Even though I’ve been trying to shake his influence all along, he is still a strong influence on me. Early on I found his philosophy attractive. As lucrative as it is for art to be so pure, I knew I couldn’t ascribe to his philosophy because I couldn’t help but relate it to my life. Agnes Martin also saw spirituality as something separate from everything else. To the layperson there isn’t much difference between our artwork. I find that really interesting. Agnes Martin and Robert Ryman would be identical artists to most ordinary people.
Is monochromatic painting a spiritual endeavor?
Not directly, but maybe it is. We have to define what spiritual means. If we define it as having to do with life, then I think monochromatic painting might be spiritual. If it has to do with something greater than life, I can’t ascribe to it. That is what separates monochromatic painting from other forms of abstract art-it has that little bit of something beyond life. If they didn’t then they would be just what they are! Nothing… really nothing.
Just pure pigment on a canvas.
Even that seems a little bit elevated. Just paint on fabric.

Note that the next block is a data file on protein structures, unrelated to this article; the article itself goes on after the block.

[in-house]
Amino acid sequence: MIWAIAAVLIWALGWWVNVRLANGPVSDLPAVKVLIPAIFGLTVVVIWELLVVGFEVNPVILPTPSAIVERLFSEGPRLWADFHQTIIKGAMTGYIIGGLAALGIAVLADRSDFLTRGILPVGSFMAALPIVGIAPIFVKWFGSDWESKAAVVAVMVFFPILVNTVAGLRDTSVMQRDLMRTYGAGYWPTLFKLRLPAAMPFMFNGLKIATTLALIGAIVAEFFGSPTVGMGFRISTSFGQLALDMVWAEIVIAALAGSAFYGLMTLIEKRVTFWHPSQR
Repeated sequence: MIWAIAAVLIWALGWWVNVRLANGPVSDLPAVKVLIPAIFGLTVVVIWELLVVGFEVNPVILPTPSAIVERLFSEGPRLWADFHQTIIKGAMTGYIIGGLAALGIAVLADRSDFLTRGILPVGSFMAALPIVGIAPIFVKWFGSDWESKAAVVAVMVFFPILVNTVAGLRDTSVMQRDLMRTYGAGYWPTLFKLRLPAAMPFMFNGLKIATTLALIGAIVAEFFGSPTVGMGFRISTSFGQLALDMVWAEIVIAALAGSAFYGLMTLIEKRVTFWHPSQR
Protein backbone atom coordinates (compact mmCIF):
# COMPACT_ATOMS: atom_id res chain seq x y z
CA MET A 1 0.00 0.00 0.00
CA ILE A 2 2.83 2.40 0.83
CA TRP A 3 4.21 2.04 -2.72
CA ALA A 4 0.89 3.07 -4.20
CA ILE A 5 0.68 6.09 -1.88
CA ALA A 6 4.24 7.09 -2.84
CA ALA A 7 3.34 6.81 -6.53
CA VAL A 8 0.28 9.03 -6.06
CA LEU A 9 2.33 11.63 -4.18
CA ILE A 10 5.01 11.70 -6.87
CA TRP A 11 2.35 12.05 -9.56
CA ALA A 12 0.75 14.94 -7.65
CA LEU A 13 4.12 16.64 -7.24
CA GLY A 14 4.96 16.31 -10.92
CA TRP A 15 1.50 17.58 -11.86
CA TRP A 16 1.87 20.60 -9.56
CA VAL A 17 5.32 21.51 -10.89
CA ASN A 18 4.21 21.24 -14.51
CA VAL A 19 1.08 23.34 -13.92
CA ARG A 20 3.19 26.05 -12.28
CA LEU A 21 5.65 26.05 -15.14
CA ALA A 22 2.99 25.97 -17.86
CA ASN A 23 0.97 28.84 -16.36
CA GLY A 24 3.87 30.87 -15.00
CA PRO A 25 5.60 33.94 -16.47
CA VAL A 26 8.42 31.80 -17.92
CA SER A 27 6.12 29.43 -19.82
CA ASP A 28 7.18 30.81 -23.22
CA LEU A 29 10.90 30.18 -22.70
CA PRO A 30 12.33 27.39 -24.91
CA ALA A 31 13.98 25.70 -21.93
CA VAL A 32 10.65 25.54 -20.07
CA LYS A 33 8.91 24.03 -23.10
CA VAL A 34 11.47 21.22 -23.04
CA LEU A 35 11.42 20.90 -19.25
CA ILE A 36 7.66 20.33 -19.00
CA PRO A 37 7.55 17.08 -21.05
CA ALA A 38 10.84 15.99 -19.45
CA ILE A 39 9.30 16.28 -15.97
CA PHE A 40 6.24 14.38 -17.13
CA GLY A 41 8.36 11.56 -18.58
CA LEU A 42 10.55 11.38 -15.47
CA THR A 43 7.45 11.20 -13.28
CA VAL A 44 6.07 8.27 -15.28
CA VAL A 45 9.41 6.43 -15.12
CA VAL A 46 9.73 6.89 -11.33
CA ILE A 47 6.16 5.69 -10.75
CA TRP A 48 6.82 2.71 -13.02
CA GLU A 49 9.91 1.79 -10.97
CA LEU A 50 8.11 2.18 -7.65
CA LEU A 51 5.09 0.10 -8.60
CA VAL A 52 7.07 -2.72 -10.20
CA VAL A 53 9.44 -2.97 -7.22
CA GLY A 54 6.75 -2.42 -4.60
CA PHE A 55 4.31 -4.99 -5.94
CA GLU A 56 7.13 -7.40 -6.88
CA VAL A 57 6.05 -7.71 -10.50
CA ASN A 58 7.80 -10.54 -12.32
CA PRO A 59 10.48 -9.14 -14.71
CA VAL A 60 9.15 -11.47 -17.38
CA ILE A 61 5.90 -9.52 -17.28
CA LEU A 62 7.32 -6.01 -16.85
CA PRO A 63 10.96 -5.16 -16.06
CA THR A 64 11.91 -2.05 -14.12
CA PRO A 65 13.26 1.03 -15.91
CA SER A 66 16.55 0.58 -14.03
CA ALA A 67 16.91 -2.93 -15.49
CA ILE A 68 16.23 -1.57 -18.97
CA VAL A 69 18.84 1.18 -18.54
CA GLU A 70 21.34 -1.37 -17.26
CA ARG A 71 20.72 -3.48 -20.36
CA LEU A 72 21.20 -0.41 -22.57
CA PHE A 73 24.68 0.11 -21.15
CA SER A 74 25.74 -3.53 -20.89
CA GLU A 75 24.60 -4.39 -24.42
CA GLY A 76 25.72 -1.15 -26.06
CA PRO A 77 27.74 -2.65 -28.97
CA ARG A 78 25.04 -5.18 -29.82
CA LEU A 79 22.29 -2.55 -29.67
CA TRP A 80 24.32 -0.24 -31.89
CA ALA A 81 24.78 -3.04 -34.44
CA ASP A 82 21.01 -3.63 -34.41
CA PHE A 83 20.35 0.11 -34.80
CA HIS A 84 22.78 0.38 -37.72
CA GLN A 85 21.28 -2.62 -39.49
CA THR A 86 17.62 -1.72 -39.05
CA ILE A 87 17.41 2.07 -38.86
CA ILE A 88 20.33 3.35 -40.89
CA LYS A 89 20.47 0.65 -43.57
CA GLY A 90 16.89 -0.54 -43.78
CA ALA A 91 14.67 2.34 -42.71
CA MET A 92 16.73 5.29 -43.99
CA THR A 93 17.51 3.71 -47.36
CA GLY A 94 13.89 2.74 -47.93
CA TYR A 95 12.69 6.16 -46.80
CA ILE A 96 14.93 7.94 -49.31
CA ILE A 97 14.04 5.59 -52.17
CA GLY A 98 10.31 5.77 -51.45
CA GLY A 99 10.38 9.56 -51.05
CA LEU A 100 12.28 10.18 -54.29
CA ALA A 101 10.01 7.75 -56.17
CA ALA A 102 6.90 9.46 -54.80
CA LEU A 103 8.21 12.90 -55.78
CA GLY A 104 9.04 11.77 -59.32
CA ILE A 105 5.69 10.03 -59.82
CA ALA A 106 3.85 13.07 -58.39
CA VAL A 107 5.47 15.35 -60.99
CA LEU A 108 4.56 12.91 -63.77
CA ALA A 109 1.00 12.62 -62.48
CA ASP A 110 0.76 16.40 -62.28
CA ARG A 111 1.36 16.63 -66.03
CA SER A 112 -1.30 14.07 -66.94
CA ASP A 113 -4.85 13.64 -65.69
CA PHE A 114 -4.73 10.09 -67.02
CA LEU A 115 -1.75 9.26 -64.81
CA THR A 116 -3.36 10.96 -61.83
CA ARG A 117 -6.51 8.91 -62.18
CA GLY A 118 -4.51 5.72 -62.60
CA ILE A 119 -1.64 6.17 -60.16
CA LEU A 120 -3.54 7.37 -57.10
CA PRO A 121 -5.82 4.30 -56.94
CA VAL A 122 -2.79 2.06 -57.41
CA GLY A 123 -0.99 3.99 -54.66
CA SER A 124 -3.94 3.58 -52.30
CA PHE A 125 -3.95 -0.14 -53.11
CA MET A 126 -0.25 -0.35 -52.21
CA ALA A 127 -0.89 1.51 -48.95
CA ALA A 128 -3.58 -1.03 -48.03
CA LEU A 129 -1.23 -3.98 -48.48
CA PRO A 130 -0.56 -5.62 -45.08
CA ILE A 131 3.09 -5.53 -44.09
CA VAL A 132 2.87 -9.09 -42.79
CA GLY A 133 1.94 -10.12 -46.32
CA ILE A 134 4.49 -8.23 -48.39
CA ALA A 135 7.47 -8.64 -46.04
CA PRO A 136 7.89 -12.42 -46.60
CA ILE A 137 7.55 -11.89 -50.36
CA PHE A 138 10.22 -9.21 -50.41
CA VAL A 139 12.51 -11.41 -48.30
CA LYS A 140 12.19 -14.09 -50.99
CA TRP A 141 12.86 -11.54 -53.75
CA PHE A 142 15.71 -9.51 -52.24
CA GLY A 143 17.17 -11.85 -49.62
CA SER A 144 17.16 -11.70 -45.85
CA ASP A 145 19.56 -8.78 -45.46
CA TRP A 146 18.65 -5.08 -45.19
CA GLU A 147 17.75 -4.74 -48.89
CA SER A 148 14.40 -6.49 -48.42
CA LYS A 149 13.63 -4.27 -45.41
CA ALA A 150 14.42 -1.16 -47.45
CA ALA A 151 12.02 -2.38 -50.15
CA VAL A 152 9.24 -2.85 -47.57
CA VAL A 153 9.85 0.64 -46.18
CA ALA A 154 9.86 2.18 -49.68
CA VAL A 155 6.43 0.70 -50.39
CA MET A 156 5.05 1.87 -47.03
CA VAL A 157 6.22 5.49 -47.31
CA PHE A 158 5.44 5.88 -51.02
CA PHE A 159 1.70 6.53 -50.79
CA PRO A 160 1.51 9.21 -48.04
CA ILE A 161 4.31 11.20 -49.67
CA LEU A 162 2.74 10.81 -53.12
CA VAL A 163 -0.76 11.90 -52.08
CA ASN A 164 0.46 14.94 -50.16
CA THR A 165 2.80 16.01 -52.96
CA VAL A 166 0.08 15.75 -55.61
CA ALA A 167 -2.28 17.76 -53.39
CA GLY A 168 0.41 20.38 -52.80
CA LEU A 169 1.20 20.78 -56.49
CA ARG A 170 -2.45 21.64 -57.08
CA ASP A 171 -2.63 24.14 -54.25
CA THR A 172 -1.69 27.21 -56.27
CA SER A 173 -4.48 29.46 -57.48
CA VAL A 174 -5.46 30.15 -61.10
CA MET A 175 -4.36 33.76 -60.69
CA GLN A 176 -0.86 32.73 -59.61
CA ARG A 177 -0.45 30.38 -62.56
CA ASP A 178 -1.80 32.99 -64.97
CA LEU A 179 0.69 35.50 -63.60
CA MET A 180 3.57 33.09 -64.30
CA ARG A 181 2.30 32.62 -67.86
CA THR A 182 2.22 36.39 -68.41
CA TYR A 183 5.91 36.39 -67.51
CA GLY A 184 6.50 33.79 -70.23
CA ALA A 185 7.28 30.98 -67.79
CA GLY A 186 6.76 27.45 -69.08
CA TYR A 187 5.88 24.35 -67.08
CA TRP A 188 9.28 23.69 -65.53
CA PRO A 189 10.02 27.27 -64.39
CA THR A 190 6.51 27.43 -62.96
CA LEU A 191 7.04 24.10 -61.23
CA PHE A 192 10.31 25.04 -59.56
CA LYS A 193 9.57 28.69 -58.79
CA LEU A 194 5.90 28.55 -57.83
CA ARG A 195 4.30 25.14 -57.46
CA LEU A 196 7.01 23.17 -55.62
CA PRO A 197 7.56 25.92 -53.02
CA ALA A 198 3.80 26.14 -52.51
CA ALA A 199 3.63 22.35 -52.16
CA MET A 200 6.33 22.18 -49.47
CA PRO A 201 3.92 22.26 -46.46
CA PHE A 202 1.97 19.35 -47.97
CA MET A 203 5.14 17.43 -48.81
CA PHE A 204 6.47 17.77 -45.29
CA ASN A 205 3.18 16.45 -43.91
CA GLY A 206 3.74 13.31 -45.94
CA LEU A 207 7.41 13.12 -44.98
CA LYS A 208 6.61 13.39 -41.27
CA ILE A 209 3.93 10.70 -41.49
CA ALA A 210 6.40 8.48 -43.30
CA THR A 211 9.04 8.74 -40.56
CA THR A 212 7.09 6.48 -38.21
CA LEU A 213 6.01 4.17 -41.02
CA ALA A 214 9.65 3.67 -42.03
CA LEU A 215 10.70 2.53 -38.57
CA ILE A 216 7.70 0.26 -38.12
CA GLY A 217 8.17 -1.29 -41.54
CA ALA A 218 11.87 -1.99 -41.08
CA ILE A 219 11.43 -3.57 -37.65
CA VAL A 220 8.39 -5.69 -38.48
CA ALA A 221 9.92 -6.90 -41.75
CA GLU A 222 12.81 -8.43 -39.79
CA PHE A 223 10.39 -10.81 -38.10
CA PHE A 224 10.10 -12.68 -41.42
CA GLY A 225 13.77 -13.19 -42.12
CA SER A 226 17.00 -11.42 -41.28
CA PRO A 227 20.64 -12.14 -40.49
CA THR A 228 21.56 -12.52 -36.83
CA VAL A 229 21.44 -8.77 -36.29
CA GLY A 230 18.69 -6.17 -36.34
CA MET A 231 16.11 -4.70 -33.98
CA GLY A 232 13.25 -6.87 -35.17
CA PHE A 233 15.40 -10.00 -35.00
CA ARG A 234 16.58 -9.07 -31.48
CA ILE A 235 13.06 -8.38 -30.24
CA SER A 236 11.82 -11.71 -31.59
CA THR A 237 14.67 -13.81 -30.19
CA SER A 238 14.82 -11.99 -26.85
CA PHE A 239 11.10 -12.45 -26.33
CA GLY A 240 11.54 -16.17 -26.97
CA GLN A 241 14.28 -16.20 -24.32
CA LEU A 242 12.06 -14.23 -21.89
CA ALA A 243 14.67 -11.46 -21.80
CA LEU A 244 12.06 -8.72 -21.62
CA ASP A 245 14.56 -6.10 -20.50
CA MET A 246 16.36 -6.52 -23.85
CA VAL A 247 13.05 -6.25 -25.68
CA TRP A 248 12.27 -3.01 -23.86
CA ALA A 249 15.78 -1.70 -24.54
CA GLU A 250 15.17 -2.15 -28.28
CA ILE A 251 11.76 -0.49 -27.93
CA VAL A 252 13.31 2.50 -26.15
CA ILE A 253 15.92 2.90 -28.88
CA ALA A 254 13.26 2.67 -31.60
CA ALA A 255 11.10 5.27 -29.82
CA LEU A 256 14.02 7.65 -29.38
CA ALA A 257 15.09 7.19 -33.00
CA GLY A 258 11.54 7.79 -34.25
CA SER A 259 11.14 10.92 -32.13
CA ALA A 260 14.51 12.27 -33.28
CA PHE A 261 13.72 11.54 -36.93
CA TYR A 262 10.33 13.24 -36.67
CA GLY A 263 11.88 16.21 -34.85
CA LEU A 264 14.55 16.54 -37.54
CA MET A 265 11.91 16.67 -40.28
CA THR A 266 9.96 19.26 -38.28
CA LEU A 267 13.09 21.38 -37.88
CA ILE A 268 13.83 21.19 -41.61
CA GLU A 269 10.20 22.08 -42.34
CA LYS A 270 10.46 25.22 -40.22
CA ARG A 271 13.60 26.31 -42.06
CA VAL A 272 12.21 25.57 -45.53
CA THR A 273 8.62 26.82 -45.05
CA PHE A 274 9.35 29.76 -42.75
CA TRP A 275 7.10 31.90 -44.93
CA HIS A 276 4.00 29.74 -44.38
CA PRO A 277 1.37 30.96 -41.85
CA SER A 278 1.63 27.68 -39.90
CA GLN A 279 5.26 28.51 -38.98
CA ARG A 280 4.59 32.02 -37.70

The way you paint a wall in a house!
Exactly, how is that any different? It’s just as intentional, people spend so much time and effort choosing the right color for their wall, but why isn’t that as spiritual as what you have in your studio?
So much of your artwork is inspired by real life-focusing on things like race, memory and human relationships. What is the importance of the original reference once you finish the painting?
It’s all-important and it doesn’t matter at all. If I made a painting of a striped shirt I wore in kindergarten, if you take away that meaning, the painting isn’t really interesting. It’s a green and black stripe painting, they are a dime a dozen. Who cares? I mean, who else cares? I don’t really care that much, they’re my little precious memories about my little precious life. Why should it be meaningful to anyone else? There is something in between that makes it meaningful to a few other people, for whatever strange reason. It’s all or nothing.
Byron Kim LectureMonday, Feb. 12, 8:15 p.m.Fifth Avenue Cinema